5. Synergies come from both cost of goods sold and from SG&A.
  6. R&D (especially D) remains at or close to 2017 levels.
  7. The Sadara deal costs $3 billion in 2019 – we are assuming cash but would not be surprised to see a stock deal instead. Plus, a new phase of Saudi investments.
    1. If this is the case our forecast of around $4 billion of Capex will be too low from 2020.
  8. We have made no changes to net debt or interest rates but accept that debt will be retired and issued continuously.
    1. There is a case for increasing debt and buying back more stock.

Conclusions

  • EBITDA ramps from a very noisy pro-forma $16 billion in 2017 to $22.5 billion in 2020.
  • The company can buy back as much as 20% of outstanding shares from 2018 to 2022.
  • We stand by the earnings bridge that we published previously – Exhibit 9 – but in Exhibit 1 we show $6.00 for 2019 without an ethylene recovery and $7.00 with an ethylene recovery – which we expect, so on balance we are more bullish.
  • In Exhibit 1 the higher outer year earnings in the “ethylene cycle” bars are simply a result of higher share buyback in 2019 and 2020 because of the higher earnings.

Exhibit 9

Source: Capital IQ, Company Reports, and SSR Analysis

  • The share price in Exhibit 1 creates the EPS multiples and EV/EBITDA multiples summarized in Exhibit 10.

Exhibit 10

Source: Capital IQ and SSR Analysis

Risks – What Would Make The Activist Story Right

The risk to DWDP and our thesis is that the trend line has not changed and that all we are seeing is a deal at a cyclical high, with the patterns in Exhibits 11 and 12 likely to repeat. This would not be the first time that management “it’s different this time” rhetoric had been wrong, as the charts clearly show. It would be a first for us however, as we are “reversion to the mean” junkies! If this is simply another cyclical high then dumping the piece that has the broadest commodity exposure would be the right thing – sell/spin ethylene, polyethylene and polyurethanes now and load the business with debt.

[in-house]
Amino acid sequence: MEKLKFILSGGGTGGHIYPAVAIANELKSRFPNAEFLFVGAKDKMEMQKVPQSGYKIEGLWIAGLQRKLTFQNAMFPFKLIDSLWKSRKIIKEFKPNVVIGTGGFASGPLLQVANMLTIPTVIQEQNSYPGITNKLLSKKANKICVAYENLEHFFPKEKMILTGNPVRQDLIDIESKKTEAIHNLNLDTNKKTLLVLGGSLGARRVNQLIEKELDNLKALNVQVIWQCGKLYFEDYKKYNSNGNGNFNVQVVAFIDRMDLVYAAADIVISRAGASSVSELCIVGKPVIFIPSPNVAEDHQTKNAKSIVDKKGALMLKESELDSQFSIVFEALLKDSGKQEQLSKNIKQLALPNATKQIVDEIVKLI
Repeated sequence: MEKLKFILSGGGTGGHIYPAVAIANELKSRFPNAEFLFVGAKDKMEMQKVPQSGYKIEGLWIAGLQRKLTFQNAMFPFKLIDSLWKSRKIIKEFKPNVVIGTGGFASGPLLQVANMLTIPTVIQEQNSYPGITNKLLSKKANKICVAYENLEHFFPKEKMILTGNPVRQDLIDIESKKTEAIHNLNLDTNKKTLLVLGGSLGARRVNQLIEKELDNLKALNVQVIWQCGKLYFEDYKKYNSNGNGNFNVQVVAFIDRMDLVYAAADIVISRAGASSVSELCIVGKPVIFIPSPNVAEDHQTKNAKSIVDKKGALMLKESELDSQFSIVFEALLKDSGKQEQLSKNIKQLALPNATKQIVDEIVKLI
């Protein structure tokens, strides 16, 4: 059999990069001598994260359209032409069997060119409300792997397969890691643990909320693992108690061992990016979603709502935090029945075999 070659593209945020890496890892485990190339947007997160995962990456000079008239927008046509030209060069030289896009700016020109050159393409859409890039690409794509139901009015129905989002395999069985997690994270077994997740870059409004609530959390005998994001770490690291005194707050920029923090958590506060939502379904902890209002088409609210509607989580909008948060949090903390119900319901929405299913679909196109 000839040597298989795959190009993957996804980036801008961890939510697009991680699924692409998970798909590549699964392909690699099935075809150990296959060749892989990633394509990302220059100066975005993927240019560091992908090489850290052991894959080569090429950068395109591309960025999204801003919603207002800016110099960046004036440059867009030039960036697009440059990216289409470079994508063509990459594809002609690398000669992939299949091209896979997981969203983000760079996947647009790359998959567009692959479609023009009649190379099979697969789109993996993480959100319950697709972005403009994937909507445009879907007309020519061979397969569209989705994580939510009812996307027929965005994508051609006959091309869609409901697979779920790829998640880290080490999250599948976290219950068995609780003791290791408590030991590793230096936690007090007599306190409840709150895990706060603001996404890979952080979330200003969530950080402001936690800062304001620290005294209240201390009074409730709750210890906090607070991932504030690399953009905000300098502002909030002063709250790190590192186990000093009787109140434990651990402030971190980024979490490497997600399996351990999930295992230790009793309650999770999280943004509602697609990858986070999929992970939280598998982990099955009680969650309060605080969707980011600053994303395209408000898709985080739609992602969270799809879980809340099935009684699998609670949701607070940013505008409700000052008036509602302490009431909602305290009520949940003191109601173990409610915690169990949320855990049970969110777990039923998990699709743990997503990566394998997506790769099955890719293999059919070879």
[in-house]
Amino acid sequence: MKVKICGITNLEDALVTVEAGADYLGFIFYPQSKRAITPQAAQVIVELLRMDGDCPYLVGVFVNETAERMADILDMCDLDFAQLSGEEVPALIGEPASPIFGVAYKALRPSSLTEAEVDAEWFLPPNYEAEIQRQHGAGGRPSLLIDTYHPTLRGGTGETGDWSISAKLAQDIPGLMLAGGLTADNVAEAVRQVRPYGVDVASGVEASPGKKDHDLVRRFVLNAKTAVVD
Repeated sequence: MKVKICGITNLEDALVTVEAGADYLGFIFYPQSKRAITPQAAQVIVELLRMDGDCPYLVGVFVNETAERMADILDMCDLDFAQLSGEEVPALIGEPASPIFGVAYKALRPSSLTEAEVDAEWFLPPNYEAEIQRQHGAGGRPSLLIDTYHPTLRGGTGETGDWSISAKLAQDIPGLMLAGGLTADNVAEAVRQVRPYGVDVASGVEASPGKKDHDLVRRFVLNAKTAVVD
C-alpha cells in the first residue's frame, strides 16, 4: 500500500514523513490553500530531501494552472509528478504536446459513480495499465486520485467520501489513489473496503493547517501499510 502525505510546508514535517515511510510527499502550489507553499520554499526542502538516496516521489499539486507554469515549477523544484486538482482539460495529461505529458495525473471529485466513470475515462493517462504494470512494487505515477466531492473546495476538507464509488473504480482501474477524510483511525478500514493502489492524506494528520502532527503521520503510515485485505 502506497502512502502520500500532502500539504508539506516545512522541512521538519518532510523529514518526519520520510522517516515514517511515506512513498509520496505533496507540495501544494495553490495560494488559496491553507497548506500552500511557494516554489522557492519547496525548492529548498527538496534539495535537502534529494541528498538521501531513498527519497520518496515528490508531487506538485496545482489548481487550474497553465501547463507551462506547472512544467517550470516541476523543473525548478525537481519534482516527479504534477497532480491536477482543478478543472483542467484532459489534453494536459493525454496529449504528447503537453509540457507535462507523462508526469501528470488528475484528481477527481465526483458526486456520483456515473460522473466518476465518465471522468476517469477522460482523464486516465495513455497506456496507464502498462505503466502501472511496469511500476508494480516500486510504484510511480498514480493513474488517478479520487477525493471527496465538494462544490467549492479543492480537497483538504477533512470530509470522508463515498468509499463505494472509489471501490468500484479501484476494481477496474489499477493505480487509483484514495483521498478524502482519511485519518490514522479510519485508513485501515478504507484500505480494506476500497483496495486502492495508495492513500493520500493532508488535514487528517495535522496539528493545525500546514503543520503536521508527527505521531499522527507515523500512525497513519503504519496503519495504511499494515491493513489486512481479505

But, also for the first time, we think ethylene is going to be different, because of the feedstock cost dislocations and because of the almost geometric move in the cost of construction – see recent work.

Exhibit 11

Source: Capital IQ and SSR Analysis

Exhibit 12

Source: Capital IQ and SSR Analysis

©2017, SSR LLC, 225 High Ridge Road, Stamford, CT 06905. All rights reserved. The information contained in this report has been obtained from sources believed to be reliable, and its accuracy and completeness is not guaranteed. No representation or warranty, express or implied, is made as to the fairness, accuracy, completeness or correctness of the information and opinions contained herein.  The views and other information provided are subject to change without notice.  This report is issued without regard to the specific investment objectives, financial situation or particular needs of any specific recipient and is not construed as a solicitation or an offer to buy or sell any securities or related financial instruments. Past performance is not necessarily a guide to future results.